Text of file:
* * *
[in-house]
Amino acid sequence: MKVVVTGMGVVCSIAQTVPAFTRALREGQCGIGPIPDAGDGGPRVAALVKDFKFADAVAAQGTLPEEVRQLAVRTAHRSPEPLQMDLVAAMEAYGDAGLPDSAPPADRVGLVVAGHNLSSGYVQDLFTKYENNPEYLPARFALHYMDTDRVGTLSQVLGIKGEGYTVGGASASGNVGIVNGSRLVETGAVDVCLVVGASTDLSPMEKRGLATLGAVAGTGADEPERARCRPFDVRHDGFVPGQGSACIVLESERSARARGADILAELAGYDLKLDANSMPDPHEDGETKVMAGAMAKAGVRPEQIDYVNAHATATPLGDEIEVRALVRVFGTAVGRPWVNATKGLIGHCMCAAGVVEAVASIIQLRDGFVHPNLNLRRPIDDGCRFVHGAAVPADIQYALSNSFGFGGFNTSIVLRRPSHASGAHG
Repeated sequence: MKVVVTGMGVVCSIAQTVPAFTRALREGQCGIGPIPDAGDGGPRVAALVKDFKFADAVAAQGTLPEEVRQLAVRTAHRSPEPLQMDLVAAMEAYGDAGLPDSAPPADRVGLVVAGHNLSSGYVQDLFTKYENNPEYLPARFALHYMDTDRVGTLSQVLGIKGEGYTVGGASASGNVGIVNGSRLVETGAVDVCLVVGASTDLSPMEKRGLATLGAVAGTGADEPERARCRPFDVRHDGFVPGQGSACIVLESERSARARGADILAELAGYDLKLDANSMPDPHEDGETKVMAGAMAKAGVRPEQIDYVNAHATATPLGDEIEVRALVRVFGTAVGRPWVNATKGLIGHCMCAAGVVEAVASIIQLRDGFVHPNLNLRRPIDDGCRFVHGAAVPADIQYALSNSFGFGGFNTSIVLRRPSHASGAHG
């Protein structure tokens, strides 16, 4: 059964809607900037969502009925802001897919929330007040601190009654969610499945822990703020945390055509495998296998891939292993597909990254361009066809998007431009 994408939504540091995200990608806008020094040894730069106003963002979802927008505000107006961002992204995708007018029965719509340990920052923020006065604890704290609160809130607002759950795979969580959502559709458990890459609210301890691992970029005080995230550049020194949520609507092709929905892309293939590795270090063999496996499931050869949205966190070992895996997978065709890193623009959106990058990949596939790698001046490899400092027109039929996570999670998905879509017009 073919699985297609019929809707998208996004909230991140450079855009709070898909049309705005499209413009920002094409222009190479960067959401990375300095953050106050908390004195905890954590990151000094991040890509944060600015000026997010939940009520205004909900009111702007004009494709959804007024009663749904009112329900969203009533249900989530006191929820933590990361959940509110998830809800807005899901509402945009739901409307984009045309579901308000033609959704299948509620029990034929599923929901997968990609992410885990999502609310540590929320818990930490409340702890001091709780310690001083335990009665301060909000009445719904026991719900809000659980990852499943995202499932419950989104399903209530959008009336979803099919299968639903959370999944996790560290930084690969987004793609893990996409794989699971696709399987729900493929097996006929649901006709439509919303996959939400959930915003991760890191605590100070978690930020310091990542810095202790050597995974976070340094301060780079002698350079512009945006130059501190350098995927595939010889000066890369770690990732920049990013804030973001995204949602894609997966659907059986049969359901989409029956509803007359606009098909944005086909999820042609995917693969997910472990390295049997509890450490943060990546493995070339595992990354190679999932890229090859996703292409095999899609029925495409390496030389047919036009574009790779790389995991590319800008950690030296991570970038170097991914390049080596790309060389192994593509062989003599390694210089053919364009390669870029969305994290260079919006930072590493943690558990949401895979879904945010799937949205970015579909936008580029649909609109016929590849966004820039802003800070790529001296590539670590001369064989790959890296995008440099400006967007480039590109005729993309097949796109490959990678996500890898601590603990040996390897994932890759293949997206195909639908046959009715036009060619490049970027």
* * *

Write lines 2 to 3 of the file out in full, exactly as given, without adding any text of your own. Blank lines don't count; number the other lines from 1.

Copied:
Amino acid sequence: MKVVVTGMGVVCSIAQTVPAFTRALREGQCGIGPIPDAGDGGPRVAALVKDFKFADAVAAQGTLPEEVRQLAVRTAHRSPEPLQMDLVAAMEAYGDAGLPDSAPPADRVGLVVAGHNLSSGYVQDLFTKYENNPEYLPARFALHYMDTDRVGTLSQVLGIKGEGYTVGGASASGNVGIVNGSRLVETGAVDVCLVVGASTDLSPMEKRGLATLGAVAGTGADEPERARCRPFDVRHDGFVPGQGSACIVLESERSARARGADILAELAGYDLKLDANSMPDPHEDGETKVMAGAMAKAGVRPEQIDYVNAHATATPLGDEIEVRALVRVFGTAVGRPWVNATKGLIGHCMCAAGVVEAVASIIQLRDGFVHPNLNLRRPIDDGCRFVHGAAVPADIQYALSNSFGFGGFNTSIVLRRPSHASGAHG
Repeated sequence: MKVVVTGMGVVCSIAQTVPAFTRALREGQCGIGPIPDAGDGGPRVAALVKDFKFADAVAAQGTLPEEVRQLAVRTAHRSPEPLQMDLVAAMEAYGDAGLPDSAPPADRVGLVVAGHNLSSGYVQDLFTKYENNPEYLPARFALHYMDTDRVGTLSQVLGIKGEGYTVGGASASGNVGIVNGSRLVETGAVDVCLVVGASTDLSPMEKRGLATLGAVAGTGADEPERARCRPFDVRHDGFVPGQGSACIVLESERSARARGADILAELAGYDLKLDANSMPDPHEDGETKVMAGAMAKAGVRPEQIDYVNAHATATPLGDEIEVRALVRVFGTAVGRPWVNATKGLIGHCMCAAGVVEAVASIIQLRDGFVHPNLNLRRPIDDGCRFVHGAAVPADIQYALSNSFGFGGFNTSIVLRRPSHASGAHG